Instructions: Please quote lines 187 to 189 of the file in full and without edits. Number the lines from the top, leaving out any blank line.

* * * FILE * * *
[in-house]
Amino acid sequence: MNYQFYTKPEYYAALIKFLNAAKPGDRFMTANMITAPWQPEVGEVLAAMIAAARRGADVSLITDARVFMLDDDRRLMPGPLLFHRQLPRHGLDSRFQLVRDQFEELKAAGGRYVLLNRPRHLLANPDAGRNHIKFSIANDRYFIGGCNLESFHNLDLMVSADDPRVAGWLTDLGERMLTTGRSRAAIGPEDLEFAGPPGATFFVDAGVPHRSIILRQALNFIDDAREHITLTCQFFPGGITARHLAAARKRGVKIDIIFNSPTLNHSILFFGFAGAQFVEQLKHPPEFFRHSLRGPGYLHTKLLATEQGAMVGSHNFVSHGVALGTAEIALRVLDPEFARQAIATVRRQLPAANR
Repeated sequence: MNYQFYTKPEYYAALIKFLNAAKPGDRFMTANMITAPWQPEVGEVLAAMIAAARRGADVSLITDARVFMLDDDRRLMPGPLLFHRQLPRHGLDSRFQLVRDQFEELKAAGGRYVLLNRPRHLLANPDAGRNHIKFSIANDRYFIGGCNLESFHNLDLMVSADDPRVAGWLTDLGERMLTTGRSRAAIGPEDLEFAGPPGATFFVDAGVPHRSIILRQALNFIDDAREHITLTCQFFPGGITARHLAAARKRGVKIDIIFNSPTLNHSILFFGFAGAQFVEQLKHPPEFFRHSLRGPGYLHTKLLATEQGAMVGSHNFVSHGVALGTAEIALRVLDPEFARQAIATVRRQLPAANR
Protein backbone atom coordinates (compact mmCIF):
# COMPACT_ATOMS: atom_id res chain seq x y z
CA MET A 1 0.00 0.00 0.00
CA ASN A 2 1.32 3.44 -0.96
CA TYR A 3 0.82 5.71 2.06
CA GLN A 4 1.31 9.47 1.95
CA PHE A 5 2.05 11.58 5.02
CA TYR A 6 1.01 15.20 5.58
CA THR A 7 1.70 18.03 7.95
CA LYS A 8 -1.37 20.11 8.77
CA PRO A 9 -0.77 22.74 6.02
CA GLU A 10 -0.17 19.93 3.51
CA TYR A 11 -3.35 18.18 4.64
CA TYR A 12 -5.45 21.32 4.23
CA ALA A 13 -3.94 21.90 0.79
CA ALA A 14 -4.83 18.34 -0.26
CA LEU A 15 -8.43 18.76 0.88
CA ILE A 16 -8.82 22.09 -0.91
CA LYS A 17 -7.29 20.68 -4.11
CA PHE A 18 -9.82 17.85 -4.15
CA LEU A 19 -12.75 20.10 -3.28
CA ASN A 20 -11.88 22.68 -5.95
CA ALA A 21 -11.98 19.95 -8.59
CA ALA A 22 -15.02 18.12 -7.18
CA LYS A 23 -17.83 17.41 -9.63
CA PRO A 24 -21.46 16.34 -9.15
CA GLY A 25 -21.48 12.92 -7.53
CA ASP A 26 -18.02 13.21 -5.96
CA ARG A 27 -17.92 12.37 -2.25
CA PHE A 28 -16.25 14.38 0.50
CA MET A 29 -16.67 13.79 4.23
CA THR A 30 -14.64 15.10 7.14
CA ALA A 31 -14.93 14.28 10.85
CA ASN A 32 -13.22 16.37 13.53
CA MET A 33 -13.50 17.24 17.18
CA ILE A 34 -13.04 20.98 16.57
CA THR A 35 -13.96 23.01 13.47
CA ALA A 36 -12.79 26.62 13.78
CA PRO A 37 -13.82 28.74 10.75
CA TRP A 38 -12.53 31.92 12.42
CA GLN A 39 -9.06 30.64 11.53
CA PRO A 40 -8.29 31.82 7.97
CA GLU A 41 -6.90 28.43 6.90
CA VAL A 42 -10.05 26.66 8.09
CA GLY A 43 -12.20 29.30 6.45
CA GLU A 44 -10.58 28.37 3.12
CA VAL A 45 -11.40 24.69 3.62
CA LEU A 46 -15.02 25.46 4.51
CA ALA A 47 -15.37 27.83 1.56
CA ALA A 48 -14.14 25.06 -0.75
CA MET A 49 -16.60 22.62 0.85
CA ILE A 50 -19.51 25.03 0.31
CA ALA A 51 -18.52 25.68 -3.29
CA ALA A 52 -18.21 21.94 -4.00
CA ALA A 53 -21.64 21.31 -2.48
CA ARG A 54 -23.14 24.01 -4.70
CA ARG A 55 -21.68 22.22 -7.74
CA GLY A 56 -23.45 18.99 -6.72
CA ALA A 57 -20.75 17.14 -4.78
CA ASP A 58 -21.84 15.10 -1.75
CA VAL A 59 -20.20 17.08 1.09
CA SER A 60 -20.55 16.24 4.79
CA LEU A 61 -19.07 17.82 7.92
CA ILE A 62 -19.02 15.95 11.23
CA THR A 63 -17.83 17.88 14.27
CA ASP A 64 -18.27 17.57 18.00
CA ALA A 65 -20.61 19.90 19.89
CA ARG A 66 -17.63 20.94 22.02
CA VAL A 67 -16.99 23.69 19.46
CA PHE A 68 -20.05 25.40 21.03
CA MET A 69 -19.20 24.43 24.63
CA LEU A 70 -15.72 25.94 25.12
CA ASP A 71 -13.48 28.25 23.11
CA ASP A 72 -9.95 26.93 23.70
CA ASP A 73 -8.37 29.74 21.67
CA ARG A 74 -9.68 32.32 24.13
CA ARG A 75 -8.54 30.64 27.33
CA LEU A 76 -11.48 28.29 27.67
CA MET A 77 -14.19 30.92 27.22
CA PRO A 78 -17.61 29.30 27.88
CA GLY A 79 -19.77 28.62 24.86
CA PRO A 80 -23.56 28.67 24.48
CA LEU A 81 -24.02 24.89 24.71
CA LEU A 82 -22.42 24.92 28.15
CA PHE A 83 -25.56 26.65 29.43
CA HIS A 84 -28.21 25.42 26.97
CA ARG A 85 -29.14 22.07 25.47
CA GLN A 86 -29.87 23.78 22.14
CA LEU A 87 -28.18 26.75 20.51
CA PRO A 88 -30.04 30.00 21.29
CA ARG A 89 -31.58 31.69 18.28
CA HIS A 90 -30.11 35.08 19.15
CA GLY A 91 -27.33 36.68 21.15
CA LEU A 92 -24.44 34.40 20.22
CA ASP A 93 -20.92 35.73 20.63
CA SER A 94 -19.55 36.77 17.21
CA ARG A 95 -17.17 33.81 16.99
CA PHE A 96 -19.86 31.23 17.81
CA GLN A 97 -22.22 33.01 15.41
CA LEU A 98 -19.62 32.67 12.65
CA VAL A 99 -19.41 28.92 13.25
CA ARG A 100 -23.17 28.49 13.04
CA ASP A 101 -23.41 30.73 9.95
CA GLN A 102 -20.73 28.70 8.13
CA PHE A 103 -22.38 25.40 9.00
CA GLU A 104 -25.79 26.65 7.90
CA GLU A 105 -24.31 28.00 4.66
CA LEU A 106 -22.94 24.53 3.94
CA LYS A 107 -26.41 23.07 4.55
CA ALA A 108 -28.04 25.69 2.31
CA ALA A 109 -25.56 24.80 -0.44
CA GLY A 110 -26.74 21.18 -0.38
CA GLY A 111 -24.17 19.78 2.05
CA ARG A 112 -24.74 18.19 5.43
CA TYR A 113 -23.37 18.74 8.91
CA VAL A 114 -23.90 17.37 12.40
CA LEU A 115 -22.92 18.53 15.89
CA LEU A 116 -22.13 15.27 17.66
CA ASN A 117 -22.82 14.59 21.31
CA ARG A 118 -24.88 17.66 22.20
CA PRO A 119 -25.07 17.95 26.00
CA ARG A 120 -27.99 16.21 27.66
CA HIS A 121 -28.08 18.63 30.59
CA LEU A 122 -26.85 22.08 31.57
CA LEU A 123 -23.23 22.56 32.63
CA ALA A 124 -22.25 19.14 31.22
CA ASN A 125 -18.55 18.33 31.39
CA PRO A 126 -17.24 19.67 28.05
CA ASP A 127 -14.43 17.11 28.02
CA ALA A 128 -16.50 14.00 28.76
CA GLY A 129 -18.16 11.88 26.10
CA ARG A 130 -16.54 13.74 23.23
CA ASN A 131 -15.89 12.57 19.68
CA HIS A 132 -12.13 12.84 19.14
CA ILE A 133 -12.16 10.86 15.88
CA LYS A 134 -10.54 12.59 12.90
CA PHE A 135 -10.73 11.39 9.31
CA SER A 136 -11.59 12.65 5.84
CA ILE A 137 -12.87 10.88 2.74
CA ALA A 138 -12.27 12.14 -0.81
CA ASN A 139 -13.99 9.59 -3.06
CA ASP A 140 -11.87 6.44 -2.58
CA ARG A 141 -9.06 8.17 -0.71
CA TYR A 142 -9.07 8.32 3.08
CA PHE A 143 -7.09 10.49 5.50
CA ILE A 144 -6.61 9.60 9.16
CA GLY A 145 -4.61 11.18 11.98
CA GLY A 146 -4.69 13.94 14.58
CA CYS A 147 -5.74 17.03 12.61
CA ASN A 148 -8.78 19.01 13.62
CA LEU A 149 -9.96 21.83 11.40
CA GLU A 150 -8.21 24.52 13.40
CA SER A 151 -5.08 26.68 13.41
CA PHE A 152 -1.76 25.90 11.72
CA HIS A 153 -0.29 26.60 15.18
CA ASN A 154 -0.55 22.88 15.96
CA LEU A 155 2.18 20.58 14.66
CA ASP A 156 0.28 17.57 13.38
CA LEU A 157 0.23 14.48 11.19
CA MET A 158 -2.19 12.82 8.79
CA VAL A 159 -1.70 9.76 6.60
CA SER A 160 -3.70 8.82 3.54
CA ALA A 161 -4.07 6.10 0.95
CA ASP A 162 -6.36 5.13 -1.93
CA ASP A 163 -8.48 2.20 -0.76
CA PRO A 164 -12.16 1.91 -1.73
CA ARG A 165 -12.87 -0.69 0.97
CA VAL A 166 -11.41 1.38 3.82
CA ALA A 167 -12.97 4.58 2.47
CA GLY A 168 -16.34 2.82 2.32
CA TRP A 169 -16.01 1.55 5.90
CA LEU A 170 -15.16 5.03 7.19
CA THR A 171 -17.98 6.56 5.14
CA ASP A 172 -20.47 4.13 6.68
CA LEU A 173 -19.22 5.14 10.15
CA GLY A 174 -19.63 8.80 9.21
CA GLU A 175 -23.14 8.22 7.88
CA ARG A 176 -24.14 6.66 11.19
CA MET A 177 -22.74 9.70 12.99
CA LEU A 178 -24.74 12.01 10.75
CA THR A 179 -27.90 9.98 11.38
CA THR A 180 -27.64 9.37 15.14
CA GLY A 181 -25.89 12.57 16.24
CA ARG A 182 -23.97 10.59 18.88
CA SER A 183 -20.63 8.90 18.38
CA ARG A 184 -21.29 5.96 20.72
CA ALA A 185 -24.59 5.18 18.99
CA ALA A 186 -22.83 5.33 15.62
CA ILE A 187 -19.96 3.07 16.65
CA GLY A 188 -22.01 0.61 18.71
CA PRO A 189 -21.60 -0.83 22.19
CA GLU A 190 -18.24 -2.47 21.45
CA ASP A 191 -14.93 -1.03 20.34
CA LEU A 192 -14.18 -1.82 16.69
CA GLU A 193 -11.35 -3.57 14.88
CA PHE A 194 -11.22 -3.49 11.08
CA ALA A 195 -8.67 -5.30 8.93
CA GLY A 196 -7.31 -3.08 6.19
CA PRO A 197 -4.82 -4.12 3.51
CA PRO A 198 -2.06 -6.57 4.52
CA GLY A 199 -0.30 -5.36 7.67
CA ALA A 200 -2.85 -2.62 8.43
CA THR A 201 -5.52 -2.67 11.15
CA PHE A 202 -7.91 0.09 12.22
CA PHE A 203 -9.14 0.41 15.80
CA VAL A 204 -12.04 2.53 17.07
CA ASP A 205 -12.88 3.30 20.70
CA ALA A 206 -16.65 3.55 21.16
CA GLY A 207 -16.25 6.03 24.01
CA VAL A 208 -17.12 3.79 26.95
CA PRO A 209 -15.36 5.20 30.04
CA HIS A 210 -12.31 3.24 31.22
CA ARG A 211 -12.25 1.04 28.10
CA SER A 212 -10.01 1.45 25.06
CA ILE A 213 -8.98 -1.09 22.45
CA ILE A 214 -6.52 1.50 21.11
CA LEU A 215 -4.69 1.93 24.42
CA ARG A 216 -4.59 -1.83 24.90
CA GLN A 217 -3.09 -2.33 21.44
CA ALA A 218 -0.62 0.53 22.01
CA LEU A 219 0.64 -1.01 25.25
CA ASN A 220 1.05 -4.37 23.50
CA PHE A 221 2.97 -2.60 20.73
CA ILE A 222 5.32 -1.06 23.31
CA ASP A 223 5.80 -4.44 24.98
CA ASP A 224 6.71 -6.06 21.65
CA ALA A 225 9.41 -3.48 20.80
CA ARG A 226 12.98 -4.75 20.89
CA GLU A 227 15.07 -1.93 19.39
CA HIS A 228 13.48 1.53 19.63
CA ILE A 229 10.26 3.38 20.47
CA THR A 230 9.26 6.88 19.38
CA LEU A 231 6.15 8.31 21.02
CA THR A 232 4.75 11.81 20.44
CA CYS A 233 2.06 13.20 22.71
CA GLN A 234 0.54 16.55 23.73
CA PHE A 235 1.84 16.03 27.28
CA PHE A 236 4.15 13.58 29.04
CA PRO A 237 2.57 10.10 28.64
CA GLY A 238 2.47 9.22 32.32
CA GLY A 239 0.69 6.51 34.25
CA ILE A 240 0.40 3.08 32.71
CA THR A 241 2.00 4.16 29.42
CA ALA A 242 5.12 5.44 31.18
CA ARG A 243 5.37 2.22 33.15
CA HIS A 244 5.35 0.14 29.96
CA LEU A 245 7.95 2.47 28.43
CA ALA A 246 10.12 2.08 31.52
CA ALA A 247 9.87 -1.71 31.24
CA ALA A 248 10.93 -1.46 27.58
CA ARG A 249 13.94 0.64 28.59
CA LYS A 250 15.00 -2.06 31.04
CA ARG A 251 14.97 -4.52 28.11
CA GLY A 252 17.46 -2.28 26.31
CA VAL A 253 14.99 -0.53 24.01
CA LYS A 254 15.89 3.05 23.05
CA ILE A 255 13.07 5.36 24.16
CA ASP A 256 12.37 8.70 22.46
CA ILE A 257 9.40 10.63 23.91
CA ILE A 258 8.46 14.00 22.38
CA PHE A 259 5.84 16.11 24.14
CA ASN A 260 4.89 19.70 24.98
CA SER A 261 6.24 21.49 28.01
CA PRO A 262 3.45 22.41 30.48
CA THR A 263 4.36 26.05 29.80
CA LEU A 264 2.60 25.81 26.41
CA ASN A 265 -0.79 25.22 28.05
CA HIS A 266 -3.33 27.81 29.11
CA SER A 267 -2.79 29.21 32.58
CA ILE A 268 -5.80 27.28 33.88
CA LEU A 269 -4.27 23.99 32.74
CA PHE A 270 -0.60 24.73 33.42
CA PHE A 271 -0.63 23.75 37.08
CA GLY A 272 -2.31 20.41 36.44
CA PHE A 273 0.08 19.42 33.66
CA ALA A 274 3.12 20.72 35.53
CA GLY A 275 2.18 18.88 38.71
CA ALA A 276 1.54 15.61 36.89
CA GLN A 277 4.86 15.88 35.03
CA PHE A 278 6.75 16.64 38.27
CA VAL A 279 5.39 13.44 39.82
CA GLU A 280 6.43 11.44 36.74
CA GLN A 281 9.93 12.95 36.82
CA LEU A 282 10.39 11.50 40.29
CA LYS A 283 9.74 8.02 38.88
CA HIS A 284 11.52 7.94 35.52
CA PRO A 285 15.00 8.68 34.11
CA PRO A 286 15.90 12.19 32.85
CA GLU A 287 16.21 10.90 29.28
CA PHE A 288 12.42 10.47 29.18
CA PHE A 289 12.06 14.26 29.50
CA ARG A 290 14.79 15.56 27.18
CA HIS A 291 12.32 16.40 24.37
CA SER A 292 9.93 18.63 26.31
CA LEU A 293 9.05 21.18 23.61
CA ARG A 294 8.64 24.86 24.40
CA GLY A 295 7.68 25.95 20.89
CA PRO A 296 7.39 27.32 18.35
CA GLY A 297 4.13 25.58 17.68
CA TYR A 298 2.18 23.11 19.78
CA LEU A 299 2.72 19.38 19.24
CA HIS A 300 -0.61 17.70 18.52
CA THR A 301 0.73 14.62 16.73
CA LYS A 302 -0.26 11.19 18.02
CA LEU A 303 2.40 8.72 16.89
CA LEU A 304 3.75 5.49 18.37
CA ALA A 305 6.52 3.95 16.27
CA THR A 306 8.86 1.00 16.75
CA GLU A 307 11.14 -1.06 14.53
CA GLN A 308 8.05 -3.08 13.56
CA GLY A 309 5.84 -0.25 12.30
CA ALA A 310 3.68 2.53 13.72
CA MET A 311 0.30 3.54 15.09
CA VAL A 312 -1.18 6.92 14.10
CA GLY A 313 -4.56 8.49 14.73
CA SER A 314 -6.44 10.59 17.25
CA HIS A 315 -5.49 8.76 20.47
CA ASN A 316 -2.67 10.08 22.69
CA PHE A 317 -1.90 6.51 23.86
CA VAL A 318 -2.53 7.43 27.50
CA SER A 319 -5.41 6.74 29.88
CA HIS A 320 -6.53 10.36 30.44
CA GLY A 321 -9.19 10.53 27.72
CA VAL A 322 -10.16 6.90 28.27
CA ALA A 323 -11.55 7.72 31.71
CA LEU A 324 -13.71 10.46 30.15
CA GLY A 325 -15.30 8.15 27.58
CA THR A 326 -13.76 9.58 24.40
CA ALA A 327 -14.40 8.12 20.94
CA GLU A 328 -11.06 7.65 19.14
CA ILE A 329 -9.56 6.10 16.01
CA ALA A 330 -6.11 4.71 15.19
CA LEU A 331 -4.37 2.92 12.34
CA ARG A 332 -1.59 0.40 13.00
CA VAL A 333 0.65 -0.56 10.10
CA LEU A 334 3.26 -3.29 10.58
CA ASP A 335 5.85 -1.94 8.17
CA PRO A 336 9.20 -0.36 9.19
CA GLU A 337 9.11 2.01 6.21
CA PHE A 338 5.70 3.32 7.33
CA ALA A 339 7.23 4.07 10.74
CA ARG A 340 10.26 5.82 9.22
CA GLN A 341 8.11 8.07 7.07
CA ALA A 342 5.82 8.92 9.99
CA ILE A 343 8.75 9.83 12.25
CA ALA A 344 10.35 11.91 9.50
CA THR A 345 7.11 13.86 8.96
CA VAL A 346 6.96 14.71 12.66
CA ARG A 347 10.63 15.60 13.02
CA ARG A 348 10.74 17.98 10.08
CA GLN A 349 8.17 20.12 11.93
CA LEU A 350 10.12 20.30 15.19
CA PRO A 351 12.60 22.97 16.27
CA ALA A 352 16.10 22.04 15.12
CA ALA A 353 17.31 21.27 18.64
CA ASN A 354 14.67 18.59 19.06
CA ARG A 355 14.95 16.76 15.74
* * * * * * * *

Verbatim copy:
CA ARG A 182 -23.97 10.59 18.88
CA SER A 183 -20.63 8.90 18.38
CA ARG A 184 -21.29 5.96 20.72